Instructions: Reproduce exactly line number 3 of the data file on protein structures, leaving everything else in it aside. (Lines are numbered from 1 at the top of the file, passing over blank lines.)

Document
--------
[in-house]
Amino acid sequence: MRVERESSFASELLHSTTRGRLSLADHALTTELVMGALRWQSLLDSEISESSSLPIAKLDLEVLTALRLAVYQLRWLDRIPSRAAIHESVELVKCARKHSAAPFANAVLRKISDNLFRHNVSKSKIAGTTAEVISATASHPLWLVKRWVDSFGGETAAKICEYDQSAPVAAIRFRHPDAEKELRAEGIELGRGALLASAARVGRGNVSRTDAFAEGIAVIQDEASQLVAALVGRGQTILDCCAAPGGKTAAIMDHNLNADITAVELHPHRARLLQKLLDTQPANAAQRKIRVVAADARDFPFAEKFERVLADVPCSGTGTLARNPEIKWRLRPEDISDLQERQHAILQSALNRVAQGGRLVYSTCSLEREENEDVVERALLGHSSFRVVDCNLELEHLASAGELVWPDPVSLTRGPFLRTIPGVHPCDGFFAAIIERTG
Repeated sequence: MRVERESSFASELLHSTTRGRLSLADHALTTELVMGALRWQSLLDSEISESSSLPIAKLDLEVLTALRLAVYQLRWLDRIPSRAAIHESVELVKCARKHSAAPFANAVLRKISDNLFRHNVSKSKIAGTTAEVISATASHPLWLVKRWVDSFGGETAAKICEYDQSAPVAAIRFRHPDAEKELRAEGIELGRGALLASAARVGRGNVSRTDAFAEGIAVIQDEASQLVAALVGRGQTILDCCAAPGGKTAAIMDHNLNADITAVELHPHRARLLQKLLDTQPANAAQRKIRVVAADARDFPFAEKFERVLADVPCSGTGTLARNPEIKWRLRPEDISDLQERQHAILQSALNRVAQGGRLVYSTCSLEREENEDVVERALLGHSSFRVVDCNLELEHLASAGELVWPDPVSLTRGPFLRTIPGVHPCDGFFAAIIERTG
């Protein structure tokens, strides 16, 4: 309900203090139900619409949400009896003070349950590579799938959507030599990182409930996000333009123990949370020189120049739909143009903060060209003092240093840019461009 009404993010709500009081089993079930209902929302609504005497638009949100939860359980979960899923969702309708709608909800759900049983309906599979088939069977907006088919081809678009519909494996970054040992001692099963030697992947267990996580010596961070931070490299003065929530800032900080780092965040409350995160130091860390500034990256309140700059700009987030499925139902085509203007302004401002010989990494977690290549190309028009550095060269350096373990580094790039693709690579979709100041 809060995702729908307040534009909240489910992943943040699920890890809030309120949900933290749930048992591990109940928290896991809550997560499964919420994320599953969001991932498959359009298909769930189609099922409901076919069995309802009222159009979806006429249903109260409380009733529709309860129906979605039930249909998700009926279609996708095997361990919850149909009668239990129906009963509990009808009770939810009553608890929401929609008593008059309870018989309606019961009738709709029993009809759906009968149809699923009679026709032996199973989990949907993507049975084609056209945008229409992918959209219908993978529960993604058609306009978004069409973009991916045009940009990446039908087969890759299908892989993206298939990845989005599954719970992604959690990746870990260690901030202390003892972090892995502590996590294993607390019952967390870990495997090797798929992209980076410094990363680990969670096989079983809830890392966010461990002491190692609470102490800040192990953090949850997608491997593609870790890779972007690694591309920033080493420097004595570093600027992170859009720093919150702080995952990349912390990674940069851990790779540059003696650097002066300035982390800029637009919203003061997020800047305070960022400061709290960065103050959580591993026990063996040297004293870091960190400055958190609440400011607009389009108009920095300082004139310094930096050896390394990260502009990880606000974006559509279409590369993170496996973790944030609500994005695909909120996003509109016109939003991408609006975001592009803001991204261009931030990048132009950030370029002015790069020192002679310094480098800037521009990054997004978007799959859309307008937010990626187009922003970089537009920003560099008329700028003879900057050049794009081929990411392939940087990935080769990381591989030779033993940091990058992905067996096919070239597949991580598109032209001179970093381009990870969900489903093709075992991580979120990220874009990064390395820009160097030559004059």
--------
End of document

Repeated sequence: MRVERESSFASELLHSTTRGRLSLADHALTTELVMGALRWQSLLDSEISESSSLPIAKLDLEVLTALRLAVYQLRWLDRIPSRAAIHESVELVKCARKHSAAPFANAVLRKISDNLFRHNVSKSKIAGTTAEVISATASHPLWLVKRWVDSFGGETAAKICEYDQSAPVAAIRFRHPDAEKELRAEGIELGRGALLASAARVGRGNVSRTDAFAEGIAVIQDEASQLVAALVGRGQTILDCCAAPGGKTAAIMDHNLNADITAVELHPHRARLLQKLLDTQPANAAQRKIRVVAADARDFPFAEKFERVLADVPCSGTGTLARNPEIKWRLRPEDISDLQERQHAILQSALNRVAQGGRLVYSTCSLEREENEDVVERALLGHSSFRVVDCNLELEHLASAGELVWPDPVSLTRGPFLRTIPGVHPCDGFFAAIIERTG